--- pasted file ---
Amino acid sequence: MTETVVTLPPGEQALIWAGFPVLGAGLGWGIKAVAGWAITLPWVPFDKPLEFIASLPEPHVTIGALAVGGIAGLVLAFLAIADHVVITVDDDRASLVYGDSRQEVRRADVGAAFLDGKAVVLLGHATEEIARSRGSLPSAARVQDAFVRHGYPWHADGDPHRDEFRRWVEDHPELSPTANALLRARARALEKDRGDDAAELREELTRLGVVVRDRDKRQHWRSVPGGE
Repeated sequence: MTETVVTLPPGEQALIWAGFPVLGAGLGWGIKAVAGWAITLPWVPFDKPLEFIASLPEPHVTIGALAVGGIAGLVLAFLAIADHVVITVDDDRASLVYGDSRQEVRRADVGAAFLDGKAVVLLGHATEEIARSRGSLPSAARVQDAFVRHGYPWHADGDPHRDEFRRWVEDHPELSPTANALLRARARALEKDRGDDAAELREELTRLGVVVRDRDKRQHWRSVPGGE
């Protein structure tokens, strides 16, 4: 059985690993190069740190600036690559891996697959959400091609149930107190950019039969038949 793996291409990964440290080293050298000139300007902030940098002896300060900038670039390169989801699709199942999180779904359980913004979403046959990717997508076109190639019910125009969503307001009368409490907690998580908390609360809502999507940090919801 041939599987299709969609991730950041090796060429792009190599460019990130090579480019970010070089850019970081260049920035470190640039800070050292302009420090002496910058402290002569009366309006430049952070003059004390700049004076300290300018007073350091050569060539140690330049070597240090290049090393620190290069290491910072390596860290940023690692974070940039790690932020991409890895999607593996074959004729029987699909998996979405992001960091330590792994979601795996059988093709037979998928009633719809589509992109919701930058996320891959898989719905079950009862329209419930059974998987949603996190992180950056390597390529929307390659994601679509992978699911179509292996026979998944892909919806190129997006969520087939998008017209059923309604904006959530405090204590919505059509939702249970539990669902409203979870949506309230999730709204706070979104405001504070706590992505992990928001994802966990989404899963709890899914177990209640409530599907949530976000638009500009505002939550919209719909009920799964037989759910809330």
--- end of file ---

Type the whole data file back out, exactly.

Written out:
Amino acid sequence: MTETVVTLPPGEQALIWAGFPVLGAGLGWGIKAVAGWAITLPWVPFDKPLEFIASLPEPHVTIGALAVGGIAGLVLAFLAIADHVVITVDDDRASLVYGDSRQEVRRADVGAAFLDGKAVVLLGHATEEIARSRGSLPSAARVQDAFVRHGYPWHADGDPHRDEFRRWVEDHPELSPTANALLRARARALEKDRGDDAAELREELTRLGVVVRDRDKRQHWRSVPGGE
Repeated sequence: MTETVVTLPPGEQALIWAGFPVLGAGLGWGIKAVAGWAITLPWVPFDKPLEFIASLPEPHVTIGALAVGGIAGLVLAFLAIADHVVITVDDDRASLVYGDSRQEVRRADVGAAFLDGKAVVLLGHATEEIARSRGSLPSAARVQDAFVRHGYPWHADGDPHRDEFRRWVEDHPELSPTANALLRARARALEKDRGDDAAELREELTRLGVVVRDRDKRQHWRSVPGGE
């Protein structure tokens, strides 16, 4: 059985690993190069740190600036690559891996697959959400091609149930107190950019039969038949 793996291409990964440290080293050298000139300007902030940098002896300060900038670039390169989801699709199942999180779904359980913004979403046959990717997508076109190639019910125009969503307001009368409490907690998580908390609360809502999507940090919801 041939599987299709969609991730950041090796060429792009190599460019990130090579480019970010070089850019970081260049920035470190640039800070050292302009420090002496910058402290002569009366309006430049952070003059004390700049004076300290300018007073350091050569060539140690330049070597240090290049090393620190290069290491910072390596860290940023690692974070940039790690932020991409890895999607593996074959004729029987699909998996979405992001960091330590792994979601795996059988093709037979998928009633719809589509992109919701930058996320891959898989719905079950009862329209419930059974998987949603996190992180950056390597390529929307390659994601679509992978699911179509292996026979998944892909919806190129997006969520087939998008017209059923309604904006959530405090204590919505059509939702249970539990669902409203979870949506309230999730709204706070979104405001504070706590992505992990928001994802966990989404899963709890899914177990209640409530599907949530976000638009500009505002939550919209719909009920799964037989759910809330």